Mrs. LaPlump weighed 300 pounds.
Her husband weighed 202.
“I’ve got to lose some weight,” she said,
I’ll give up potatoes and pizza and bread.”
Mr. LaPlump said, “I will, too.
My darling, I’ll do it for you.”
So each of them lost 100 pounds,
And he only weighed 102.
“I’ve got to lose more weight,” she said.
“This next 100,” said he, “I dread
For when we are finished I’ll only weight 2,
But darling, I’ll do it for you.”
They lost another 100 pounds,
Her figure was perfect and trim,
But there is a lesson here I think,
Mr. LaPlump continued to shrink
And one day disappeared down the sink,
And you may find this grim, my dears,
But it was the end for him.
Copyright © 1994 David L. Harrison. From the book The Boy Who Counted Stars. Boyds Mills Press. Reprinted by permission of the author.
One day I was shopping for groceries when I noticed a rather overweight couple buying a large sack of potatoes. My own waistline groaned with envy, for the potatoes that is. I made up my mind on the spot to go on a diet. That never happened but at least I wrote about a diet and that’s practically the same thing. Right?
Sometimes a subject is so appealing that it can support an entire classroom full of poems. Diet is one of them. However, if you’d rather spread out the assignment (awful pun intended), then make a list of resolutions and let your poets choose something from that.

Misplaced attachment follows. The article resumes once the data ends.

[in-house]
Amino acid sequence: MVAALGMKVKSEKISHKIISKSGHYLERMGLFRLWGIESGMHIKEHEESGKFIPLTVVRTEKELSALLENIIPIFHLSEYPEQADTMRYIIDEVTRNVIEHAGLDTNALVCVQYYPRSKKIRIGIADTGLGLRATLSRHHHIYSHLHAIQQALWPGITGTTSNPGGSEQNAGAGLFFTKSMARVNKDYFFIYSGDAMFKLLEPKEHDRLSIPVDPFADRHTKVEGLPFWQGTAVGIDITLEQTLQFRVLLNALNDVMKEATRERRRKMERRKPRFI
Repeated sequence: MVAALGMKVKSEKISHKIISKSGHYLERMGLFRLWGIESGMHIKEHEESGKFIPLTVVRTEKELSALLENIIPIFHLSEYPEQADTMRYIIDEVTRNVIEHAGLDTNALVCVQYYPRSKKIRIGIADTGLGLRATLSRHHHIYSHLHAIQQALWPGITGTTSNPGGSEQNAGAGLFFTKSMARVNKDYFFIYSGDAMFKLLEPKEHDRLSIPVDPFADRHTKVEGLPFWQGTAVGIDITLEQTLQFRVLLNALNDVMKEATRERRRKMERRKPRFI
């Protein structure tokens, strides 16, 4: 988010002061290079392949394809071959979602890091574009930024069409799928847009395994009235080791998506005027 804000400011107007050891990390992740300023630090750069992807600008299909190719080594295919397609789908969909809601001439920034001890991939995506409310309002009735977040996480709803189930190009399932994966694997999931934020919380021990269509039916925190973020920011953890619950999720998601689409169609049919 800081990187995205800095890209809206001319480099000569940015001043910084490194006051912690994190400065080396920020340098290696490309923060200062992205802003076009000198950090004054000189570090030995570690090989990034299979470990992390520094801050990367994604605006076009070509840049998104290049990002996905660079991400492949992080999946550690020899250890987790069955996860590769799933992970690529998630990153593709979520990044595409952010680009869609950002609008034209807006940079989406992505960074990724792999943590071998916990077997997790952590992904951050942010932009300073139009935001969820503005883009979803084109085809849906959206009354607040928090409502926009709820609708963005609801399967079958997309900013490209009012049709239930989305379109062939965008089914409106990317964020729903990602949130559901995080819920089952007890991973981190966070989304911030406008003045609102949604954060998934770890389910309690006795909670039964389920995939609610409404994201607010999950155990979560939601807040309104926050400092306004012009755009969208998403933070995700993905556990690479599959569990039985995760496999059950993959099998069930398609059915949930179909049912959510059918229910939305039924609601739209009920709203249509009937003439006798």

David L. Harrison has published eighty-nine books of poetry, fiction, and nonfiction for young readers and educational books for teachers. He is poet laureate of Drury University and David Harrison Elementary School is named for him. His work has been anthologized in more than 120 books, translated into twelve languages, sandblasted in a library sidewalk, painted on a bookmobile, and presented on television, radio, podcast, and video stream. Let’s Write This Week with David Harrison is a 20-episode video program that brings writing tips into elementary classrooms and offers graduate college credit for teachers. David holds degrees from Drury and Emory universities. Two universities have presented him with honorary doctorates of letters. His poetry collection, Pirates, represented Missouri at the 2013 National Book Fair in Washington, D.C.
I imagine this could have several other titles, like ‘unrequited love’ or ‘lover take all’. Very funny imagining, David!
Good point, Linda. From his point of view, there would have been a different title for sure!
Thanks, Kenn. It’s a pleasure to be represented in your offerings.